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Jonathan Wateridge
L&M Arts, Venice, California
Preview by Stacy Davies


Jonathan Wateridge, ''Fog,'' 2012, oil on linen, 111 x 157 1/2''.

 

Continuing through March 2, 2013

 

Though current American curators and connoisseurs continue to dictate that abstract and conceptual art dominate the marketplace, British painter Jonathan Wateridge bucks the capitalist system once again with a new series of contemporary realist works that turn the notion that certain types of painting are old-fashioned or outdated, on its ear. Much celebrated across the pond, Wateridge’s previous shows in London were noted for their grand-scale realist depictions of Hollywood movie sets and cinematic, apocalyptic disasters. Moving into a more subtle, gesture-driven subject matter in his Los Angeles debut “Inter+Vista,” Wateridge’s new focus on banal moments and unspectacular people expand his narrative in ways not previously explored.

 

Wateridge’s technique is exceptional, but that’s not all we note here. Content is equally, if not even more essential and that’s an area in which realist painters at times fall short. Wateridge, however, especially in this subdued series of works, manages to connect skill and content more than a few times and when that connection is made, when he has sensed that there is more in the moment than meets the eye, he leaves us with a context generated by what we perceive, not merely by what is presented. There is a take away

 

In "Lift I" and "Lift II," for example, we find a person riding in an elevator. In the first work, it’s a middle-aged man, white dress shirt unbuttoned with no tie, and sleeves rolled up. His jacket is folded over one arm, rumpled, not neat. In his face is registered a rich mixture of contemplation, weariness, pensiveness, resignation. What has happened isn’t what’s important or why the work resonates, rather it moves us because it is familiar, a moment in time that we’ve all experienced and recognize. We can see ourselves in it.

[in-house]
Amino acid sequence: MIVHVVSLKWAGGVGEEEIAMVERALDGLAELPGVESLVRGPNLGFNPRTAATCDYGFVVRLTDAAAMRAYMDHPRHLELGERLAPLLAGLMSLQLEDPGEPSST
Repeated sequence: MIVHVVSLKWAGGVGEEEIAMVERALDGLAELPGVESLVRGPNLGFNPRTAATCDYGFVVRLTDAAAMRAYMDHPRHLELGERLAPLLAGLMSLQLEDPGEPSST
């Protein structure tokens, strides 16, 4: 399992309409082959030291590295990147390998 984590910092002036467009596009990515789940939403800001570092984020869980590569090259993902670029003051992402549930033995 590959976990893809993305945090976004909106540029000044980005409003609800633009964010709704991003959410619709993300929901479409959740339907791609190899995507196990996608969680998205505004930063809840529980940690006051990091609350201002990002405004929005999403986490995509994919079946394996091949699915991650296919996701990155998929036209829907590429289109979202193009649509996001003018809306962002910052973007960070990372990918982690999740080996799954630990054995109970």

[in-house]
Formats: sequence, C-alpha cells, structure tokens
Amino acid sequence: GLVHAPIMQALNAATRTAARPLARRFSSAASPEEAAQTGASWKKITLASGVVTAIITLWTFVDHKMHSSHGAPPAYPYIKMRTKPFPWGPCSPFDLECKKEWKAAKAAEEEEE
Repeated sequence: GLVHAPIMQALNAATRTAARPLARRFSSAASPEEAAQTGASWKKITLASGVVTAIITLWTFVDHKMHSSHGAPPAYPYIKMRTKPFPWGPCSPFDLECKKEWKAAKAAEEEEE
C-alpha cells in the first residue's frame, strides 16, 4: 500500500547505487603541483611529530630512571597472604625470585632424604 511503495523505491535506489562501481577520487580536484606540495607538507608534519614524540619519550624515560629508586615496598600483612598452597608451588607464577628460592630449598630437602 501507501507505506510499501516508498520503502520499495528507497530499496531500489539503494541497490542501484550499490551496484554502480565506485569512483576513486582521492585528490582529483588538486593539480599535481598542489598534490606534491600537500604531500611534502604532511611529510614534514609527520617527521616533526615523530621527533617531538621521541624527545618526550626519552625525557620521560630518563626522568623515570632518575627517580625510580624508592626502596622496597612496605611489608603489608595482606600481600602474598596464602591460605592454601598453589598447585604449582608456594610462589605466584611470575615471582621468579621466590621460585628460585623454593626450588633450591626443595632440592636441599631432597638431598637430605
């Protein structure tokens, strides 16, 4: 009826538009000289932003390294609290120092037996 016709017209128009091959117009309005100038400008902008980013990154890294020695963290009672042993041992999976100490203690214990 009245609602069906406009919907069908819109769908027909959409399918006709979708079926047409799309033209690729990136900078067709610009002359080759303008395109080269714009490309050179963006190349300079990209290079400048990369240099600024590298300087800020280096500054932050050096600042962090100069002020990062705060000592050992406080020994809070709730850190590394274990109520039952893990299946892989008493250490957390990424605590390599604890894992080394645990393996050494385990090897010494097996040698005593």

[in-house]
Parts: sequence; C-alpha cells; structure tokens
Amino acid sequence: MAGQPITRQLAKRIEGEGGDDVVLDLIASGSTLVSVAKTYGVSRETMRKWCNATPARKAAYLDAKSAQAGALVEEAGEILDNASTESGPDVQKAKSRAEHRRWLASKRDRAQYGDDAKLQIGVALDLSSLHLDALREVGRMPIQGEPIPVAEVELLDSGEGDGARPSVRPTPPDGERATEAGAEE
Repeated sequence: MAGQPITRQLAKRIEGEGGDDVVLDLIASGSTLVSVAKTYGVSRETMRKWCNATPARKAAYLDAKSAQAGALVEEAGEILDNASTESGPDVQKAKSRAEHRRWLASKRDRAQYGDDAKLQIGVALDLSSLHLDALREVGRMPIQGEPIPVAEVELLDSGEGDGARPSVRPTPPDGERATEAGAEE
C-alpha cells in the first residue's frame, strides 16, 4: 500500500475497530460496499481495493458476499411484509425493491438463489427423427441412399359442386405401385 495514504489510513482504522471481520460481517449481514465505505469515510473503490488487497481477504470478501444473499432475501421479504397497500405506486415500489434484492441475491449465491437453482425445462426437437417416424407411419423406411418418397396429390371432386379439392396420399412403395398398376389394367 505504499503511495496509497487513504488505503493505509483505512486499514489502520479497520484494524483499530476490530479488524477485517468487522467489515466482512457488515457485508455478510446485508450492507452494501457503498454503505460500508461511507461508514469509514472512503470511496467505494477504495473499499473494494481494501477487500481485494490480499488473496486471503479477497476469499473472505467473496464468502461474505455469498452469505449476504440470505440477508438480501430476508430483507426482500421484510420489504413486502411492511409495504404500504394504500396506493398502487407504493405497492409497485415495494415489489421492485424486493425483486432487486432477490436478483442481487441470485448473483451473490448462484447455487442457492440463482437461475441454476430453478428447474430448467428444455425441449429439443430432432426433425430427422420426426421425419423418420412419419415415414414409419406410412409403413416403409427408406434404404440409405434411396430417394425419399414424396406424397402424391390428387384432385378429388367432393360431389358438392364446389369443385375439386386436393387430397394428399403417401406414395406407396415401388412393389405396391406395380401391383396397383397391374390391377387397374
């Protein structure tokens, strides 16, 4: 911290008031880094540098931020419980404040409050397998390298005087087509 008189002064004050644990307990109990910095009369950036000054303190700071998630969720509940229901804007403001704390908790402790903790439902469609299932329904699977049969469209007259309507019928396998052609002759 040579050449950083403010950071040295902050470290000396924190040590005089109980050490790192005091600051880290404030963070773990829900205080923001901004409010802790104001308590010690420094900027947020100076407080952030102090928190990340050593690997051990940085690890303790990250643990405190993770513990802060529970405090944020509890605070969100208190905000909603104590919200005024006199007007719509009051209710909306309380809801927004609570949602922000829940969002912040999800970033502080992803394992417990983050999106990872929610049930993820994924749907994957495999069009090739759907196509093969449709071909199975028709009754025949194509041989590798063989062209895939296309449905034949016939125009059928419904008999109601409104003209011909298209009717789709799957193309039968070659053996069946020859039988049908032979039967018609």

The same familiarity occurs in "Lift II," in which we see the back of a woman with long blond hair taking off her coat. The elevator is monochrome and static, just as in "Lift I," but in this case we have no face to examine, just hair that is obviously clean and styled and probably belongs to a woman under 50. The coat suggests that she is upper middle class, not rich. We search for more information, and in that search we develop a storyline – it was raining outside, she is leaving, she is arriving, something wonderful awaits her, or perhaps something terrible. 

 

Other frozen moments in time include fog-obscured beach boulders in which only glimpses of legs and feet from climbing human bodies can be seen, and old men looking out of windows and sliding glass doors either at something or through a pane of time into the past. For some viewers, there may be initial disinterest in this imagery. After all, what’s so spectacular about ordinary looking people riding elevators or staring out of windows – most of us do those things every day. But it is this commonality that represents Wateridge at his best, for the context resonates more truth and emotional depth than any stylized society portrait or epic historical documentation would. 

 

Wateridge is documenting but not for the grand record of events. Rather he seeks to capture the even grander record of humanity – its ordinary personality and pursuits. Wateridge’s paintings don’t instruct us on identity or history, they report to us who we are and what we are doing. Such objectivity can be unsettling at first, in the way that one initially reacts to real people on the street – their imperfections, their slovenliness, their dullness, their obliviousness to how they carry themselves or interact with others. Skillfully but with modesty, Wateridge neither heightens the drama nor turns it into a cartoon. Instead, he captures (or rather creates) that moment honestly and without comment. The artist speaks to us through his painting, but makes it seem as though the painting is doing all of the talking. In this way, his method – realism – becomes not outdated or old-fashioned, but instead of our moment.

 

Published courtesy of ArtSceneCal ©2013


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